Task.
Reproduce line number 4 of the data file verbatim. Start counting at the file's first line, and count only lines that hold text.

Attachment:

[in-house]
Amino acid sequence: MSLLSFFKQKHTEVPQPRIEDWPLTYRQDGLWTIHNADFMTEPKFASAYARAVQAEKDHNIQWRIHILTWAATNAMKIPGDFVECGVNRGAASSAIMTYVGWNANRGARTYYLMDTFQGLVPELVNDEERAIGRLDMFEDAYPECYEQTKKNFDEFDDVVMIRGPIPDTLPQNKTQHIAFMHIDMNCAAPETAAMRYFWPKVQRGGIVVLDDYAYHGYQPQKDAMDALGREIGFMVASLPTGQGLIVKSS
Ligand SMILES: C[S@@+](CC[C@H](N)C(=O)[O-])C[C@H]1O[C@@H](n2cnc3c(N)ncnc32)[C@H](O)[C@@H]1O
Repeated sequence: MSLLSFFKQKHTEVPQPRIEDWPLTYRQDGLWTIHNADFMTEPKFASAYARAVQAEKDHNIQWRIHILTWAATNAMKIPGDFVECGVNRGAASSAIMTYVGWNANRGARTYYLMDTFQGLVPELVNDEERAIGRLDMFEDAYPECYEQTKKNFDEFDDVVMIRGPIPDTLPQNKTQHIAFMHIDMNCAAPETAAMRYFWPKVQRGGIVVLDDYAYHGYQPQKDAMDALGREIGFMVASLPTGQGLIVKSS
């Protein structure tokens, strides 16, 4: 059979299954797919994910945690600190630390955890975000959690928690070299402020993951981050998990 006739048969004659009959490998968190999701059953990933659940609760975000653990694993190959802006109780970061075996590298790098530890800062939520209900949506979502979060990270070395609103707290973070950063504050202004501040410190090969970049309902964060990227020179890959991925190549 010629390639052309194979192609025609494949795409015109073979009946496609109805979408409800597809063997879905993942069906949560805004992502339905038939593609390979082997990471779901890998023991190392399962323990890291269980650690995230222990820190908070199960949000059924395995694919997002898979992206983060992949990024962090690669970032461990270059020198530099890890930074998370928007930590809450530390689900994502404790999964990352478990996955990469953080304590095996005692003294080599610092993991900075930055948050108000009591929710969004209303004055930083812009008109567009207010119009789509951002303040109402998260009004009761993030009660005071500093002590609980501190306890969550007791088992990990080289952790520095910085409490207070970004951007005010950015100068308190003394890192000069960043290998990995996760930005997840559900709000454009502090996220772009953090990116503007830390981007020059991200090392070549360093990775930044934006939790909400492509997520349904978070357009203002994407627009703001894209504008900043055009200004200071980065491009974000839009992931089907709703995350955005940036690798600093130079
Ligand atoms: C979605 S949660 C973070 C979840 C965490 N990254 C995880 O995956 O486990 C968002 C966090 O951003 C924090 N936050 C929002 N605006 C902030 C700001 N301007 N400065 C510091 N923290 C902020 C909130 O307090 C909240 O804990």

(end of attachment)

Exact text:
Repeated sequence: MSLLSFFKQKHTEVPQPRIEDWPLTYRQDGLWTIHNADFMTEPKFASAYARAVQAEKDHNIQWRIHILTWAATNAMKIPGDFVECGVNRGAASSAIMTYVGWNANRGARTYYLMDTFQGLVPELVNDEERAIGRLDMFEDAYPECYEQTKKNFDEFDDVVMIRGPIPDTLPQNKTQHIAFMHIDMNCAAPETAAMRYFWPKVQRGGIVVLDDYAYHGYQPQKDAMDALGREIGFMVASLPTGQGLIVKSS